Calypsociation - Laurent has a true history with this type of music due to his West French Indies background that we mentioned earlier.  To get a really clear idea of just where this influence has taken him, it’s a good idea to listen to his quartet “C2J” in which he plays the double alto.

Laurent Lalsingue:  “In this piece I wanted to experiment with ‘Kompa’, also known as compas or direct compas which is a Haitian genre consisting of a combination of folklore, Tipico, Cuban and African rhythms, giving it a more contemporary feel than what I was used to playing as a kid in my father’s group.  I was looking at something a little more soul-funk influenced, simpler, more entertaining.  The steelpan really brings out this open, swinging sound.

12. WST - You end with the album with "Party Tonight" - a piece written by the late great master arranger Clive Bradley.  What are your thoughts on this piece?

Calypsociation - Everyone here really loves Bradley, his style, and most of all we are all fans of his music.  Mathieu, Laurent and Julie Goldstein, a teacher here in the school, were lucky enough to have spent time with Bradley at the New York and Trinidad Panoramas. Mathieu: “We really loved liming with Bradley, listening to his music and drinking Caribs with him."

He was very friendly and extremely generous to us, explaining his music, his method for choosing strum notes or the way he would piece together transitions within a song.  Every single year we pay homage to Bradley by arranging one of his songs.  Every  person in our association knows "High Mass," "Pan in My House," "Picture on My Wall," "Stranger," "Looking for Horn," "Trini to de bone," and "Savannah on Fire" - all arranged by Bradley.  "Party Tonight" as a closing piece was an important choice to us because it was the only original tune he composed and arranged for the Panorama and, of course with it they [Desperadoes] won.

13. WST - This "Made It" album has a much more 'deliberate' feel than your past work.  Is this a case of maturity, or - the direction of the group, and in this regard - more reflective of Calypsociation's signature voice?

Calypsociation - It’s definitely a fine mix of all of that.  We have gained a lot of maturity through our various experiences and our musical orientation reflects the identity of Calypsociation Steelband as a group.  This CD is a direct result of the past 7 or 8 years most of us have played together as a group and the fact that each and every one of us has brought an interesting facet to the identity of the group as a whole.  In our past 14 years of existence, we’ve tried to maintain a strong tie with Trinidad and the ways of the steelbands there, playing not only traditional Caribbean music, but also jazz standards, pop music and classical. However, each of us coming from such different horizons and bringing bits and pieces to the whole has definitely been a large part of creating our signature “voice” as you say.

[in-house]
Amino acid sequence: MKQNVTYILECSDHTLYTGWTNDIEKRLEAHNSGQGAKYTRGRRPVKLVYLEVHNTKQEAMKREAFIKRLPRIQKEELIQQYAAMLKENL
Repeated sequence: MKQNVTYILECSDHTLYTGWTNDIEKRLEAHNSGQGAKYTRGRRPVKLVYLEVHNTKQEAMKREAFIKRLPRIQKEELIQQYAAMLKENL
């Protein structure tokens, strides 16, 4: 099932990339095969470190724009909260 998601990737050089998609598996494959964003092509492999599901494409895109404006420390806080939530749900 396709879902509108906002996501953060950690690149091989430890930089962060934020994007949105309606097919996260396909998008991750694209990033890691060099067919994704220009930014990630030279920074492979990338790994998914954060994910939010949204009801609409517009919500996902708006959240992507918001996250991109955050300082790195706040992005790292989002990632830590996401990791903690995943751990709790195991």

14. WST - Calypsociation is considered on of the best steelbands in Europe.  Are the majority of your players French natives?

Calypsociation - Yes, all of our musicians are French with the exception of one of our bassists, Isabel an American who’s been living in France for the past 17 years.  Joy Lapps, a Canadian tenor, played with us all during 2006, and even played on the drum takes of “Made It!”.

There are a lot of talented musicians here in France and it is one of our motivating forces that helps us in the promotion of the steelpan and its endless possibilities throughout France and Europe.

15. WST - Your group visited the US in 2005.  Will you be traveling anytime in the near future outside of France?

Calypsociation - We would love the opportunity to go on tour outside of France anytime anyone extends us an invitation.  It’s not a very simple undertaking to travel far with 2 six basses, 2 tenor basses, a four cello, etc…  We were able to tour with all of those instruments plus our own high pans in the US thanks to Jim Munzenrider from Chabot College who lent us the necessary pans.  At least now we know it can be done and how it can be done, so the sky’s the limit… Let’s get something in the works!

16.  WST - On this CD Calypsociation challenged the expected norms for the steelband, both in terms of musical accompaniment and musical style/direction.  What can we expect next from Calypsociation?

Calypsociation - Thank-you very much for the compliment.  Since the recording, we’ve already composed and learned 3 new pieces.  A composition by Laurent Lalsingue, a French West Indies mazurka written in a minor chord, a composition by Mathieu Borgne inspired and based on a Cuban timba rhythm, with a little more of a syncopated feel, where montunos replace strums, and finally a Panorama-style arrangement of Pan in Harmony by Clement Bazin, a born and bred Calypsociation member and our latest panyard talent.  We’re already planning for our next CD, in which we hope to continue to progress and confirm our style and push new limits in steelband music.